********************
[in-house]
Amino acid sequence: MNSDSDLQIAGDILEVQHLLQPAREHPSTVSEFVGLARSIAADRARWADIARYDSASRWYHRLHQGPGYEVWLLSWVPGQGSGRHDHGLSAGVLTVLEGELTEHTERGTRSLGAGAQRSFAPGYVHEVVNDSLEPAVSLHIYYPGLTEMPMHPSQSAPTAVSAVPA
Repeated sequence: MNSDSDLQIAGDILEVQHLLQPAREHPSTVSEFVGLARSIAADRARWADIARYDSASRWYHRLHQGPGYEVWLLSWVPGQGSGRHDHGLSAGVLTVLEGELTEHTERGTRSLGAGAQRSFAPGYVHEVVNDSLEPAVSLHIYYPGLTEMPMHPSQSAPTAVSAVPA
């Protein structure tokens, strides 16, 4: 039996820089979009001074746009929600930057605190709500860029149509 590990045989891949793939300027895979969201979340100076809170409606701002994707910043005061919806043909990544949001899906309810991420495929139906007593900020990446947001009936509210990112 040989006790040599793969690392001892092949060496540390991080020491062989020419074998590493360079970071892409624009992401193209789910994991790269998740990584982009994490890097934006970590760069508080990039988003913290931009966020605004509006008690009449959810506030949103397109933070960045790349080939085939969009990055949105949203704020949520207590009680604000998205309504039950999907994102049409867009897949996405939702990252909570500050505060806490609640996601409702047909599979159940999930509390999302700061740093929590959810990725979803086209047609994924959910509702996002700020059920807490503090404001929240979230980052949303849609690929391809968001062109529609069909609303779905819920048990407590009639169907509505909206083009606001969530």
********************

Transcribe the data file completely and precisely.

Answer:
[in-house]
Amino acid sequence: MNSDSDLQIAGDILEVQHLLQPAREHPSTVSEFVGLARSIAADRARWADIARYDSASRWYHRLHQGPGYEVWLLSWVPGQGSGRHDHGLSAGVLTVLEGELTEHTERGTRSLGAGAQRSFAPGYVHEVVNDSLEPAVSLHIYYPGLTEMPMHPSQSAPTAVSAVPA
Repeated sequence: MNSDSDLQIAGDILEVQHLLQPAREHPSTVSEFVGLARSIAADRARWADIARYDSASRWYHRLHQGPGYEVWLLSWVPGQGSGRHDHGLSAGVLTVLEGELTEHTERGTRSLGAGAQRSFAPGYVHEVVNDSLEPAVSLHIYYPGLTEMPMHPSQSAPTAVSAVPA
């Protein structure tokens, strides 16, 4: 039996820089979009001074746009929600930057605190709500860029149509 590990045989891949793939300027895979969201979340100076809170409606701002994707910043005061919806043909990544949001899906309810991420495929139906007593900020990446947001009936509210990112 040989006790040599793969690392001892092949060496540390991080020491062989020419074998590493360079970071892409624009992401193209789910994991790269998740990584982009994490890097934006970590760069508080990039988003913290931009966020605004509006008690009449959810506030949103397109933070960045790349080939085939969009990055949105949203704020949520207590009680604000998205309504039950999907994102049409867009897949996405939702990252909570500050505060806490609640996601409702047909599979159940999930509390999302700061740093929590959810990725979803086209047609994924959910509702996002700020059920807490503090404001929240979230980052949303849609690929391809968001062109529609069909609303779905819920048990407590009639169907509505909206083009606001969530």